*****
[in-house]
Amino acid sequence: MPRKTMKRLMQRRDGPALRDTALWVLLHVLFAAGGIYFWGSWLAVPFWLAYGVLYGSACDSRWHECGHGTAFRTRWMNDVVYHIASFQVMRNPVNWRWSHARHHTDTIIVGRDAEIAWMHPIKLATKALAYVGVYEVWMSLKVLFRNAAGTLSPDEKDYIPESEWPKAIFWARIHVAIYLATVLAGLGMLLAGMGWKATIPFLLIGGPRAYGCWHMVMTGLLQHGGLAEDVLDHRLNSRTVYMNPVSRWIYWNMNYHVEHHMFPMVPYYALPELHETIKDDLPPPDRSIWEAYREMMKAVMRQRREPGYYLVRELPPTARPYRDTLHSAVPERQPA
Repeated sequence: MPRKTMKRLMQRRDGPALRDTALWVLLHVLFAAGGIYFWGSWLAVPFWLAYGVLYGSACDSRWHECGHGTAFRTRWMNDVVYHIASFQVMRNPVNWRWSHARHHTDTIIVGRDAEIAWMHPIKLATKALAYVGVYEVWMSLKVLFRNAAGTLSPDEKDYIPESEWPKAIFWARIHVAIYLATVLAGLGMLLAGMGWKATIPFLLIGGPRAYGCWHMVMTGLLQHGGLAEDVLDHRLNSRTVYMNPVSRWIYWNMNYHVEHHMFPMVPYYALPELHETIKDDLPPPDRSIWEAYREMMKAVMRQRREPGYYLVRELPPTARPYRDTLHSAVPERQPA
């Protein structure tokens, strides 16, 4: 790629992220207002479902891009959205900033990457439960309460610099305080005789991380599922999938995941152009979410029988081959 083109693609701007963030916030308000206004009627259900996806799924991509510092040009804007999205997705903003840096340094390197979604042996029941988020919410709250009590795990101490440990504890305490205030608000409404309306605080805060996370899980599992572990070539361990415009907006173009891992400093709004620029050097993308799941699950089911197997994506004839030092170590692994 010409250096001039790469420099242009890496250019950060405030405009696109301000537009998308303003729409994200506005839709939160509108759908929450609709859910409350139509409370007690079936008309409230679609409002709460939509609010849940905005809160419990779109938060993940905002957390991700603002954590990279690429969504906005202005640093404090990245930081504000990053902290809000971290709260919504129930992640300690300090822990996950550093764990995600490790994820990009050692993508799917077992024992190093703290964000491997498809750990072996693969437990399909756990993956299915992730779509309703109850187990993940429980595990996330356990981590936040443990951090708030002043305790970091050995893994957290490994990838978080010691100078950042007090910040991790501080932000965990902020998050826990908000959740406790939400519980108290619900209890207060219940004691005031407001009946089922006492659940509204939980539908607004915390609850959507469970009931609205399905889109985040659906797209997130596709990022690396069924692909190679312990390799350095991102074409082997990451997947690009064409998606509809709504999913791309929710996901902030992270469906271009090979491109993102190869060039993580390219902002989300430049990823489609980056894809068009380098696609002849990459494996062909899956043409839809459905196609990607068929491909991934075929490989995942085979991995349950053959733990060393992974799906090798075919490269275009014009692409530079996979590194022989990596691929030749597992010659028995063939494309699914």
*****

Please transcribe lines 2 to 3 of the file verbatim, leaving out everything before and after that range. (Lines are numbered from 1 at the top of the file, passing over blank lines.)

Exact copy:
Amino acid sequence: MPRKTMKRLMQRRDGPALRDTALWVLLHVLFAAGGIYFWGSWLAVPFWLAYGVLYGSACDSRWHECGHGTAFRTRWMNDVVYHIASFQVMRNPVNWRWSHARHHTDTIIVGRDAEIAWMHPIKLATKALAYVGVYEVWMSLKVLFRNAAGTLSPDEKDYIPESEWPKAIFWARIHVAIYLATVLAGLGMLLAGMGWKATIPFLLIGGPRAYGCWHMVMTGLLQHGGLAEDVLDHRLNSRTVYMNPVSRWIYWNMNYHVEHHMFPMVPYYALPELHETIKDDLPPPDRSIWEAYREMMKAVMRQRREPGYYLVRELPPTARPYRDTLHSAVPERQPA
Repeated sequence: MPRKTMKRLMQRRDGPALRDTALWVLLHVLFAAGGIYFWGSWLAVPFWLAYGVLYGSACDSRWHECGHGTAFRTRWMNDVVYHIASFQVMRNPVNWRWSHARHHTDTIIVGRDAEIAWMHPIKLATKALAYVGVYEVWMSLKVLFRNAAGTLSPDEKDYIPESEWPKAIFWARIHVAIYLATVLAGLGMLLAGMGWKATIPFLLIGGPRAYGCWHMVMTGLLQHGGLAEDVLDHRLNSRTVYMNPVSRWIYWNMNYHVEHHMFPMVPYYALPELHETIKDDLPPPDRSIWEAYREMMKAVMRQRREPGYYLVRELPPTARPYRDTLHSAVPERQPA